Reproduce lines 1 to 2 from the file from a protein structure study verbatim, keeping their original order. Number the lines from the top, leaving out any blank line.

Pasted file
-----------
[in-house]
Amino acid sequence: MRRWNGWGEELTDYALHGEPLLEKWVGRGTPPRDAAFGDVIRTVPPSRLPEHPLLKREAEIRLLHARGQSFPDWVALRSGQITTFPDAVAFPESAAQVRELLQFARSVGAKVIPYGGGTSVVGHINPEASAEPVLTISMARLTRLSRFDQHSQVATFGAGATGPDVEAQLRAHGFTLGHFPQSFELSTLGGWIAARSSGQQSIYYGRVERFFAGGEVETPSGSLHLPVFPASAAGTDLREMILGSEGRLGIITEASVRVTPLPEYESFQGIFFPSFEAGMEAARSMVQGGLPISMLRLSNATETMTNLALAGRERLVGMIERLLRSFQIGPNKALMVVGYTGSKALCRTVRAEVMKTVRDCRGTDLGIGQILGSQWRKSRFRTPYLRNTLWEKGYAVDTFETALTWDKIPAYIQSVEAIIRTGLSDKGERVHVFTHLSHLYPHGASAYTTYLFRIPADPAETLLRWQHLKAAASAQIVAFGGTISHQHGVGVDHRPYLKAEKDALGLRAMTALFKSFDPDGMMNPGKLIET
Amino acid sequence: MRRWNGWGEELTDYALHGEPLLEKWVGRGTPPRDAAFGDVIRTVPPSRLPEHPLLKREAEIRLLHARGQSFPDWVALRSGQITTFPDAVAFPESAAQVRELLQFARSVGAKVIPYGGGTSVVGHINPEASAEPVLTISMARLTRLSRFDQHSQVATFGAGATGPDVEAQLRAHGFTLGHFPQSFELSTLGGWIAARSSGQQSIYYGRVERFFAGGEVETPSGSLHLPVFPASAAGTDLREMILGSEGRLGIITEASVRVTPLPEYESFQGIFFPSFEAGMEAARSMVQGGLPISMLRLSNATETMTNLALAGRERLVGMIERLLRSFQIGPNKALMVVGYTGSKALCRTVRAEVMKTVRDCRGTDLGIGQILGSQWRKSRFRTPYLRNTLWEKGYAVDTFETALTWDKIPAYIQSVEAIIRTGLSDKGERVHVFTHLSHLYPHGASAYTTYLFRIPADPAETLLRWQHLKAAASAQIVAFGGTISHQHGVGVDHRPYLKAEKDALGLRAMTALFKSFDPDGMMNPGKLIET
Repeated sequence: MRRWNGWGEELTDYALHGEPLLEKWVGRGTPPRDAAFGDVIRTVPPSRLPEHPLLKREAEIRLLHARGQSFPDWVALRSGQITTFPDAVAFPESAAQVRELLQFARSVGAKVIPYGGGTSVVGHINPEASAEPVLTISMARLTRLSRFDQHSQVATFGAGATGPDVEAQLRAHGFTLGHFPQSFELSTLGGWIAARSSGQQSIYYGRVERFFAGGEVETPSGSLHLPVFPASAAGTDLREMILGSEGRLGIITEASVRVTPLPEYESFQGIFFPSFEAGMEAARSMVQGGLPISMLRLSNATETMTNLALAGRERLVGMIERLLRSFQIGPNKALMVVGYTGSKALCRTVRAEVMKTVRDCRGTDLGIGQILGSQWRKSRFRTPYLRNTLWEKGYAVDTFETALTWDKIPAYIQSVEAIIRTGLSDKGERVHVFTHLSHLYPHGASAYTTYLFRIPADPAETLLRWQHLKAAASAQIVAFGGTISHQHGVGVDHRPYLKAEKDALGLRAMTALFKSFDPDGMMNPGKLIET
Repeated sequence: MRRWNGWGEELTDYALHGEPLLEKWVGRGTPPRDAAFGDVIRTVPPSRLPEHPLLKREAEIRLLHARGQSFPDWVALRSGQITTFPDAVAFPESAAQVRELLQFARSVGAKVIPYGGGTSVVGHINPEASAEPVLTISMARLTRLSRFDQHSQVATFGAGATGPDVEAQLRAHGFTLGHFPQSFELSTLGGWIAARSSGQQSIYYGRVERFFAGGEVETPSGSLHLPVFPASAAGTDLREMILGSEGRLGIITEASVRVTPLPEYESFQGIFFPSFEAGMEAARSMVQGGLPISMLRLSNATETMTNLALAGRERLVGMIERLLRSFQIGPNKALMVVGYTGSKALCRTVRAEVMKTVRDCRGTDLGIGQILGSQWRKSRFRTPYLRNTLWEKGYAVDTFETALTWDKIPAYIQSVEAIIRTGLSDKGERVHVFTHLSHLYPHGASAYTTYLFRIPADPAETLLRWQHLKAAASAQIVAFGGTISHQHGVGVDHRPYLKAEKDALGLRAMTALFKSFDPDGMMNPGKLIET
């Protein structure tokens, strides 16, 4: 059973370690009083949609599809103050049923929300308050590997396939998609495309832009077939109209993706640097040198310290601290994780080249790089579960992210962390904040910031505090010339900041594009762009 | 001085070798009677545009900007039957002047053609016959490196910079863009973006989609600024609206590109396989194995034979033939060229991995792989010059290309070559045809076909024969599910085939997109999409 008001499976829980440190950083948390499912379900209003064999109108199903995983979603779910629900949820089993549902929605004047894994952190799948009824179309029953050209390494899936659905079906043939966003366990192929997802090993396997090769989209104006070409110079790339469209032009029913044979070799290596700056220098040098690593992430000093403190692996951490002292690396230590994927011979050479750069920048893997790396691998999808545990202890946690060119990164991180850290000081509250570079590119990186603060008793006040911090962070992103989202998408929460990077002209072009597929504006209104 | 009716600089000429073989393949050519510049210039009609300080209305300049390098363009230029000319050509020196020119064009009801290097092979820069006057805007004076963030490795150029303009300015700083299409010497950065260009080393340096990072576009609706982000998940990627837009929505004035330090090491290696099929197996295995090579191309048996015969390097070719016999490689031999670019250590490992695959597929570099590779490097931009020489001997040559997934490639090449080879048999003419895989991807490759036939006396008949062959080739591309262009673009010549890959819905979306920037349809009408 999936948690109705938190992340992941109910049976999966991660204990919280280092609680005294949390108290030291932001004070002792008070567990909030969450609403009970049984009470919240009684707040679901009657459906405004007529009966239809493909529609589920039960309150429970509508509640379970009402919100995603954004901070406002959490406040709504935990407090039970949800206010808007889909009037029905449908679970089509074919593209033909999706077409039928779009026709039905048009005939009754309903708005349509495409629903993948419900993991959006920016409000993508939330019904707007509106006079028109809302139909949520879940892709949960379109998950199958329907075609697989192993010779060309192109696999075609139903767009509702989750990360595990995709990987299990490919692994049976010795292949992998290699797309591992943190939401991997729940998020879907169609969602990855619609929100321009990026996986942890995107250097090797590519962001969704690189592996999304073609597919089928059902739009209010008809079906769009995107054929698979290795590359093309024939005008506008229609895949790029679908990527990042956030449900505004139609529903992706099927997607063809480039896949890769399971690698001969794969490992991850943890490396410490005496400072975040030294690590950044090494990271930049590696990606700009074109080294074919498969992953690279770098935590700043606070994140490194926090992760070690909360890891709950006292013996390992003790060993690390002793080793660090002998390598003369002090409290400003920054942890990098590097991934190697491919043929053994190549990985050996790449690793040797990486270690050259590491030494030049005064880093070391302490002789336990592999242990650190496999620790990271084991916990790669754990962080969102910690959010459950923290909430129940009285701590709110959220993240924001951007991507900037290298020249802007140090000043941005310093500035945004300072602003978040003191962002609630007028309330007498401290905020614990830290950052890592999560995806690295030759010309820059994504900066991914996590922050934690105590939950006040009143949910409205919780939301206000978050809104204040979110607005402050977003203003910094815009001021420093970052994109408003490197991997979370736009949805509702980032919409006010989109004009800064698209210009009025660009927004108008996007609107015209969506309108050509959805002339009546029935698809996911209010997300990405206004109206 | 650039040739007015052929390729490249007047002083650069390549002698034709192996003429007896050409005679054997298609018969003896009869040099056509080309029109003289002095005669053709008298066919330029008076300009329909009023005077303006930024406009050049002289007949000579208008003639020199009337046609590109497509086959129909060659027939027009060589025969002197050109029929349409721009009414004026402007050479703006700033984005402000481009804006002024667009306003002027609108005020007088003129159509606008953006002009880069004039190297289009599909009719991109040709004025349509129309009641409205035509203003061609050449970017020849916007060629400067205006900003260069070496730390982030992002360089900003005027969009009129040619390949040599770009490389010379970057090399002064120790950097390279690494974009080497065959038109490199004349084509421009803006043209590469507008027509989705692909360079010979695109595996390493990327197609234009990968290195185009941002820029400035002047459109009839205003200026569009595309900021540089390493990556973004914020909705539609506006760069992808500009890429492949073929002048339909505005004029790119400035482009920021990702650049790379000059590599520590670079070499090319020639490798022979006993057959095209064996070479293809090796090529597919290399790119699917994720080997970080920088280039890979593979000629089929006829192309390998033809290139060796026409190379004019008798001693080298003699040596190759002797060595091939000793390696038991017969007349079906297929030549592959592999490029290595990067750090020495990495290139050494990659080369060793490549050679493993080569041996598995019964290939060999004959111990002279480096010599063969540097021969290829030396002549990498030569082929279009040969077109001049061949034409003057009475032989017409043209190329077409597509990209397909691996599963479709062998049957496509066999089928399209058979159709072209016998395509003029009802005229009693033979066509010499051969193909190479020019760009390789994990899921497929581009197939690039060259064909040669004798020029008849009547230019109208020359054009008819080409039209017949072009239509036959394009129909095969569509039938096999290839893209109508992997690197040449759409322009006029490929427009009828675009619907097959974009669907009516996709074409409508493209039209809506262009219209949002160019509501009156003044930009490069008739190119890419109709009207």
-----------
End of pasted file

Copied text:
[in-house]
Amino acid sequence: MRRWNGWGEELTDYALHGEPLLEKWVGRGTPPRDAAFGDVIRTVPPSRLPEHPLLKREAEIRLLHARGQSFPDWVALRSGQITTFPDAVAFPESAAQVRELLQFARSVGAKVIPYGGGTSVVGHINPEASAEPVLTISMARLTRLSRFDQHSQVATFGAGATGPDVEAQLRAHGFTLGHFPQSFELSTLGGWIAARSSGQQSIYYGRVERFFAGGEVETPSGSLHLPVFPASAAGTDLREMILGSEGRLGIITEASVRVTPLPEYESFQGIFFPSFEAGMEAARSMVQGGLPISMLRLSNATETMTNLALAGRERLVGMIERLLRSFQIGPNKALMVVGYTGSKALCRTVRAEVMKTVRDCRGTDLGIGQILGSQWRKSRFRTPYLRNTLWEKGYAVDTFETALTWDKIPAYIQSVEAIIRTGLSDKGERVHVFTHLSHLYPHGASAYTTYLFRIPADPAETLLRWQHLKAAASAQIVAFGGTISHQHGVGVDHRPYLKAEKDALGLRAMTALFKSFDPDGMMNPGKLIET